WASHINGTON (November 18, 2022)—A federal jury has convicted an Illinois woman for conspiring to defraud Medicare of over $6 million, according to a news release issued by the U.S. Department of Justice (DOJ). 

According to court documents and evidence presented at trial, Rhonda Sutton, 58, of Matteson, Illinois, worked as an unlicensed medical assistant for a physician in Chicago and surrounding areas from at least 2009 until at least 2012. In this position, Sutton conspired with others, including the owners of two home health care companies, to fraudulently certify Medicare beneficiaries for home health services for which those beneficiaries did not qualify.

According to the DOJ, Sutton forged her physician employer’s signature on certification forms and supporting documentation, which caused Medicare beneficiaries to be enrolled in over 2,000 episodes of home health care at A&Z and Dominion home health agencies, both located in Lansing, Illinois.

Sutton provided the forged physician forms to A&Z and Dominion, which enabled A&Z and Dominion to submit claims to Medicare for services that the beneficiaries did not need and were not qualified to receive. The owners of A&Z and Dominion paid Sutton kickbacks in exchange for the forged physician forms. A&Z and Dominion received over $6 million from Medicare due to Sutton’s fraudulent conduct.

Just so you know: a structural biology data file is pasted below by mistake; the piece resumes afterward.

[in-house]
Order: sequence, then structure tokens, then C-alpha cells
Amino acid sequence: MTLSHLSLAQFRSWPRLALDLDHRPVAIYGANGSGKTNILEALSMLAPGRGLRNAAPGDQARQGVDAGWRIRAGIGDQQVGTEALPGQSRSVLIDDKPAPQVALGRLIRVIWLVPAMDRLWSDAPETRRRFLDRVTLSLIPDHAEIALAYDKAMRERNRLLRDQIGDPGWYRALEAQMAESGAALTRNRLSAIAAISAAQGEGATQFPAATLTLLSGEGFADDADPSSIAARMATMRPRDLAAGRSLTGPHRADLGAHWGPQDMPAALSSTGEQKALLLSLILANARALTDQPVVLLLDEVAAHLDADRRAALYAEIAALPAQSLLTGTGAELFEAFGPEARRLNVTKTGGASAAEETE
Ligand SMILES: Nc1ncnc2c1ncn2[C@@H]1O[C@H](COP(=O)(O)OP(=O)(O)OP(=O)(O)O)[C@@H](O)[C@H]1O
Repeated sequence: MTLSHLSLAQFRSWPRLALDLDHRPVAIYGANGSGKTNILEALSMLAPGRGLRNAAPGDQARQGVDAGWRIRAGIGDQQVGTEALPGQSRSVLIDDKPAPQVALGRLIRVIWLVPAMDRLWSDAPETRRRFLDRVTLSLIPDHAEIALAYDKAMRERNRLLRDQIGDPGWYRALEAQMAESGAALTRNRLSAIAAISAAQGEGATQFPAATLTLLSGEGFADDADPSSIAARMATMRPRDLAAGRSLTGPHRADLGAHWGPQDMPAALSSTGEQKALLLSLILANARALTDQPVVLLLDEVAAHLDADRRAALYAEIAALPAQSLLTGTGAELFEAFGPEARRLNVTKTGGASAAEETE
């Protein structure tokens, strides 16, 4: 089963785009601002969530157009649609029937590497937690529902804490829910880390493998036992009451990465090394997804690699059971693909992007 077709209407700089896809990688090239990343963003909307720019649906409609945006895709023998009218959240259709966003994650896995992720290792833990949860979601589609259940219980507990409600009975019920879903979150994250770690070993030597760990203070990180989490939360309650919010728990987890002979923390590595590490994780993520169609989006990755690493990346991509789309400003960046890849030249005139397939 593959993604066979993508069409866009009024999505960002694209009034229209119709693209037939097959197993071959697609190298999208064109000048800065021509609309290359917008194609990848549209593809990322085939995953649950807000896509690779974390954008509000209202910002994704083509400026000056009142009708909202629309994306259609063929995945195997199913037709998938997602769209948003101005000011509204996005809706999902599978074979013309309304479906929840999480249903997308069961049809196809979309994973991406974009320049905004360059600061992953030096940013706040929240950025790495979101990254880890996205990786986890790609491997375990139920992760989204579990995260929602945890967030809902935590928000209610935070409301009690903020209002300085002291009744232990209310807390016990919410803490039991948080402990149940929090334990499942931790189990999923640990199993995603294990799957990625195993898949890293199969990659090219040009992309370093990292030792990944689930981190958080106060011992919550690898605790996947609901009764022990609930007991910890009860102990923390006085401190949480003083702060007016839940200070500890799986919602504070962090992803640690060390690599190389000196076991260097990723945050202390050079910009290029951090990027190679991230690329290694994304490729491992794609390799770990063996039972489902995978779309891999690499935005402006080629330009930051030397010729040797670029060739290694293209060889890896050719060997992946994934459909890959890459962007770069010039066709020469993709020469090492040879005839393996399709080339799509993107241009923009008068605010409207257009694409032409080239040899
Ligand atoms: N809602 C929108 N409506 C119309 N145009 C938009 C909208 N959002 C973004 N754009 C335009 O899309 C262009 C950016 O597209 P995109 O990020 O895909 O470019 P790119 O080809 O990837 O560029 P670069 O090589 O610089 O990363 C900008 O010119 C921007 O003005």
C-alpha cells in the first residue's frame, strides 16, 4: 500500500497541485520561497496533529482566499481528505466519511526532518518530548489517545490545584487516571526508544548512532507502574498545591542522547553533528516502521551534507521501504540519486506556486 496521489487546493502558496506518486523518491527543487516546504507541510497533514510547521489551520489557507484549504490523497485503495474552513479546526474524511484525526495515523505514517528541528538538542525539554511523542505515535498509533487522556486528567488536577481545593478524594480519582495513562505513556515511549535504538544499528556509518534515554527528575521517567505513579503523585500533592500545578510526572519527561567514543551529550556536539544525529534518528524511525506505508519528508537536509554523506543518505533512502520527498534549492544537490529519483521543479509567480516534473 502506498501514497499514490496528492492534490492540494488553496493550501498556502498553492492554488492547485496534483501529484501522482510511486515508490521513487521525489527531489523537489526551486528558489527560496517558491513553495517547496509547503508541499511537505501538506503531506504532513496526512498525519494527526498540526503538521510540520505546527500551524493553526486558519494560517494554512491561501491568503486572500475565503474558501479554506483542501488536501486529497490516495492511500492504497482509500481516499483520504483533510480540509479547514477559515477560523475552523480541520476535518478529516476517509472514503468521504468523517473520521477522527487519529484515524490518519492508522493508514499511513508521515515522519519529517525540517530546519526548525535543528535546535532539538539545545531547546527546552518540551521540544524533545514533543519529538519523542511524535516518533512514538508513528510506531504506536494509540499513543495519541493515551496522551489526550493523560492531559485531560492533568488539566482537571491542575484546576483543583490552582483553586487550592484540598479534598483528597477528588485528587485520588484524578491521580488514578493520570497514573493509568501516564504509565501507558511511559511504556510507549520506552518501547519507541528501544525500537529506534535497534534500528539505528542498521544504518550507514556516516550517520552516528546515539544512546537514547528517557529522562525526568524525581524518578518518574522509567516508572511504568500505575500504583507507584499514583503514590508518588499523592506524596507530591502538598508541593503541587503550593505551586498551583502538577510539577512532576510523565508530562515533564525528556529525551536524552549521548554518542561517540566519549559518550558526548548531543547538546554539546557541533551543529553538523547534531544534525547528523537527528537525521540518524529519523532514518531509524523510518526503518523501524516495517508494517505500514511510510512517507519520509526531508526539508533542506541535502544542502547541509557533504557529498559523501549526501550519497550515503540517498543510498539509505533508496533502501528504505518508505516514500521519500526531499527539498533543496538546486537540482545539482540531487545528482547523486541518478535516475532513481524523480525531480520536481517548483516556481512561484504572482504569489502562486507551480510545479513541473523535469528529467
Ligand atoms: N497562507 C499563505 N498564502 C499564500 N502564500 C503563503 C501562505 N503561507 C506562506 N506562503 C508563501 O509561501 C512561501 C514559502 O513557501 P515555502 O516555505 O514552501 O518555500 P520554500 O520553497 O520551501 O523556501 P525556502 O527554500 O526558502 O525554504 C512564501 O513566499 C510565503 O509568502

Sutton was convicted of conspiracy to commit health care fraud. She is scheduled to be sentenced on March 16, 2023 and faces a maximum penalty of 10 years in prison. A federal district court judge will determine any sentence after considering the U.S. Sentencing Guidelines and other statutory factors.

The FBI and Health and Human Services Office of Inspector General investigated the case, which was brought as part of the Chicago Strike Force, supervised by the Criminal Division’s Fraud Section and the U.S. Attorney’s Office for the Northern District of Illinois.